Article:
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Best Natural Sciences podcasts we could find (updated August 2020)
Best Natural Sciences podcasts we could find
Updated August 2020
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Science, pop culture and comedy collide on StarTalk Radio! Astrophysicist and Hayden Planetarium director Neil deGrasse Tyson, his comic co-hosts, guest celebrities and scientists discuss astronomy, physics, and everything else about life in the universe. Keep Looking Up! New episodes premiere Friday nights at 7pm ET.
 
What makes us human? How are we different from chimpanzees? Who are our earliest ancestors and how do we know? Origin Stories is The Leakey Foundation’s podcast about how we became human. This award-winning show combines science and narrative to explore our human story and explain why we are the way we are. Listen and explore human evolution one story at a time.
 
Volcanoes. Trees. Drunk butterflies. Mars missions. Slug sex. Death. Beauty standards. Anxiety busters. Beer science. Bee drama. Take away a pocket full of science knowledge and charming, bizarre stories about what fuels these professional -ologists' obsessions. Humorist and science correspondent Alie Ward asks smart people stupid questions and the answers might change your life.
 
The Nature Podcast brings you the best stories from the world of science each week. We cover everything from astronomy to zoology, highlighting the most exciting research from each issue of Nature journal. We meet the scientists behind the results and providing in-depth analysis from Nature's journalists and editors.
 
This Week in Microbiology is a podcast about unseen life on Earth hosted by Vincent Racaniello and friends. Following in the path of his successful shows 'This Week in Virology' (TWiV) and 'This Week in Parasitism' (TWiP), Racaniello and guests produce an informal yet informative conversation about microbes which is accessible to everyone, no matter what their science background.
 
Liftoff is a fortnightly podcast about space, the universe, and everything. You don’t need to be a rocket scientist to understand the latest developments as explained by enthusiastic space fans Stephen Hackett and Jason Snell. Hosted by Jason Snell and Stephen Hackett.
 
Planetary Radio brings you the human adventure across our solar system and beyond. We visit each week with the scientists, engineers, leaders, advocates and astronauts who are taking us across the final frontier. Regular features raise your space IQ while they put a smile on your face. Join host Mat Kaplan and Planetary Society colleagues including Bill Nye the Science Guy, Bruce Betts, and Emily Lakdawalla as they dive deep into the latest space news. The monthly Space Policy Edition takes ...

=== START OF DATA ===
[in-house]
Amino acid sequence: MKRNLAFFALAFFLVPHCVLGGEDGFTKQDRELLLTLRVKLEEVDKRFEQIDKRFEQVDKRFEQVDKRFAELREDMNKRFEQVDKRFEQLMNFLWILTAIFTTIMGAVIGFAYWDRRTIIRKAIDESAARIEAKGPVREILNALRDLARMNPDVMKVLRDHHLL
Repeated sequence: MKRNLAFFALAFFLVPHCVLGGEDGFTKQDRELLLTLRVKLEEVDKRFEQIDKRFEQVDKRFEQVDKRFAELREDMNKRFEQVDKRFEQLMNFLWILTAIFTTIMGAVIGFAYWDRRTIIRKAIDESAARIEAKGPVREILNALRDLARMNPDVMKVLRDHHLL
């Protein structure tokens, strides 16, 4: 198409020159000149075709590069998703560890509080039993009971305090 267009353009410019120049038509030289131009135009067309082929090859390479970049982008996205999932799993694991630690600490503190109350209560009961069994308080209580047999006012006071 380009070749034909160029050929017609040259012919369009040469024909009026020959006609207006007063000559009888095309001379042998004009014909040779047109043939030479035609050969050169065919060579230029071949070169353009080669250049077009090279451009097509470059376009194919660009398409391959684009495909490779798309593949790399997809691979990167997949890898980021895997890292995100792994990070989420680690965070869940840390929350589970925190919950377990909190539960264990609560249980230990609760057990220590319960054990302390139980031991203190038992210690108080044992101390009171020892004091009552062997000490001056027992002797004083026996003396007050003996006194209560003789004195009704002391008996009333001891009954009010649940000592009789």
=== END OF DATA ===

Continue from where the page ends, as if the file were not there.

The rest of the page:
Ever wanted to know how music affects your brain, what quantum mechanics really is, or how black holes work? Do you wonder why you get emotional each time you see a certain movie, or how on earth video games are designed? Then you’ve come to the right place. Each week, Sean Carroll will host conversations with some of the most interesting thinkers in the world. From neuroscientists and engineers to authors and television producers, Sean and his guests talk about the biggest ideas in science, ...
 
Brain Science was launched in 2006 by Dr. Ginger Campbell, an experienced emergency physician with a passion for exploring how recent discoveries in neuroscience are revealing how our brains make us who we are. This podcast is for non-scientists, scientists, and everyone in between. We interview scientists and discuss the latest books about the brain. Monthy episodes resume in June 2017, but all episodes posted since January 2013 are available for FREE in iTunes. Please visit our website for ...
 
What would happen if you fell into a black hole? How big is the universe? Just what the heck is a quasar, anyway? You've got questions, and astrophysicist Paul Sutter has the answers! Submit questions via Twitter using #AskASpaceman or post to facebook.com/PaulMattSutter. Every episode you will come closer to COMPLETE KNOWLEDGE OF TIME AND SPACE!
 
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show series
 
Neil deGrasse Tyson, comic co-host Negin Farsad, and cosmochemist and author Natalie Starkey, PhD, answer fan-submitted questions about Comet NEOWISE, Halley’s Comet, the Oort Cloud, and much, much more! NOTE: StarTalk+ Patrons subscribers can watch or listen to this entire episode commercial-free. Thanks to our Patrons Matias Mancini, Sondra Balle…
 
It’s easy to foresee that technological progress will change how we live; it’s much harder to anticipate exactly how. Self-driving cars represent an enormous technological challenge, but one that is plausibly on the way to being solved. What will be the unanticipated consequences when autonomous vehicles become commonplace? Jason Torchinsky is a fa…
 
Thanks to Kaiden who suggested we learn about mosquitoes this week! You know what eats a lot of mosquitoes? Bats! If you don’t already listen to the excellent podcast Varmints!, jump on over to it to listen to last week’s episode about bats! I cohosted with Paul and had a great time, and I know you’ll like the episode and the podcast in general. It…
 
Could we stop flies from spreading diseases by letting them eat cannabis? How many species of insect are there? Why do sandflies drink blood? Come find out on this episode of Species. This episode is dedicated to the memory of Alex Levy. Bibliography: https://docs.google.com/document/d/124pvi8VkW8L5y8imnM5Rspqa1_VeDu9NAXxC4qo0nY0/edit?usp=sharing…
 
In Lori Gottlieb's new book, Maybe You Should Talk to Someone, she opens with a quote from James Baldwin that reads, "Nothing is more desirable than to be released from an affliction, but nothing is more frightening than to be divested of a crutch." In this episode, we talk about therapy, how it works, the misconceptions around it, and how people g…